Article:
Natural Selection Brewing – Bitter Descent

2015 marks the fifth year of Natural Selection Brewing (NSB) – a collaboration between Heriot Watt students and Edinburgh’s Stewart Brewing.  Each year, students from the university’s brewing and distilling masters apply for the chance to spend their summer developing a beer from scratch.  This covers everything from the design and trailing of the recipe, to the marketing and physical selling.

My association with NSB dates all the way back to its origins in 2011, when my friend (and regular blog guest star) Steven Kersley took part in the very first project.  Back then, “colab” beers weren’t as ten a penny as they are now.  The result of his team’s hard work was Finch – one of the best red ales I’ve ever tasted, and no, I’m not just saying that because he’s a friend!

After this, I’ve always kept a keen interest in the NSB projects, which produced Anorak (2012), Origins (2013) and Mutiny on the Beagle (2014) over successive years.  Each of these beers was perfectly fine but never grabbed me in the way that Finch did, so I was hoping this year would be different.

2015’s team is made up of Reade Huddleston, Sarah Brown, Sam Fleet and Richard Hamer, and they have produced Bitter Descent.  It’s an American extra special bitter, which like an IPA, began life in Britain but has evolved since leaving these shores.  I’ve never tasted an American extra special bitter before, so kudos to the team for trying something completely new.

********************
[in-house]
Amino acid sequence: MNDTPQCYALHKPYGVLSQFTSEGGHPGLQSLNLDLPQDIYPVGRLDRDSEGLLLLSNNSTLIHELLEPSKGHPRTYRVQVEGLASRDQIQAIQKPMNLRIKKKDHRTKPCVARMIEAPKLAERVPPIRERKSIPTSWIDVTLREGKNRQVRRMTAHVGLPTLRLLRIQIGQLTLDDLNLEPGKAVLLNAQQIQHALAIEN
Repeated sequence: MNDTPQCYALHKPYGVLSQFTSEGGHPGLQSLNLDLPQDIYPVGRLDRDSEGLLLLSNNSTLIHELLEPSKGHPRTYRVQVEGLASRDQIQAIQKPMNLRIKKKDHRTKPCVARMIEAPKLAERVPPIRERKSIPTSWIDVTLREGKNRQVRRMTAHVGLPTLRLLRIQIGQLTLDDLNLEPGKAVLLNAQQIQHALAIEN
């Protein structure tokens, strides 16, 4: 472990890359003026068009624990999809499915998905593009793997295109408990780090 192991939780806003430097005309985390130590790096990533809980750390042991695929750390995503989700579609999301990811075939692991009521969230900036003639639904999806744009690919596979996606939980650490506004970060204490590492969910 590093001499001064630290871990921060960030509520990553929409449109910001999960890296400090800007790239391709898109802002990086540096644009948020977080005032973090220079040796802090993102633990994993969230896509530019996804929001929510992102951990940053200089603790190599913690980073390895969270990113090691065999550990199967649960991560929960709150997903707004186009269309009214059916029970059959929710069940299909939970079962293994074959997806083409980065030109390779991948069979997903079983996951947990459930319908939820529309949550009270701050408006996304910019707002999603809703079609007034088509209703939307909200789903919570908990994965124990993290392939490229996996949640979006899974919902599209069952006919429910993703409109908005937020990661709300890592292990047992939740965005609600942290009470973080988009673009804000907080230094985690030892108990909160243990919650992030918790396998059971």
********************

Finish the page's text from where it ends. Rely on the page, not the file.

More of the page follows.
This year, the beer is available in keg, cask, bottle, and for the first time, cans (with a currently hip matt-finish, naturally).  10,000 litres have been produced, but the good news is that it’s all been sold, such is the high regard that the NSB project is held.  Unfortunately, I was unable to make the launch night this year, but I’ve finally found the time to grab a couple of cans, so here’s my verdict.

Bitter Descent feels like the epitomy of the ‘Special Relationship’ between the UK & the US, as it’s made with all-British malts and all-American hops.  I’ll be honest though, things didn’t start well.  On opening my can (which had been in the fridge for about a week) there was an overpowering flowery smell.  Thankfully, things got much better from here.  It’s extremely fruity, making it the perfect session beer for a summer day (even if it is a little strong at 5.1% ABV).  The flavours on the palate reminded me of both pine and orange, although this is no Blue Moon!  The finish is dry and bitter, but not overpowering.

So there you have it – a ringing endorsement for this year’s NSB project.  A few more cans of Bitter Descent will be sunk over the course of the summer but I’m already looking forward to seeing how the NSB project grows and evolves next year.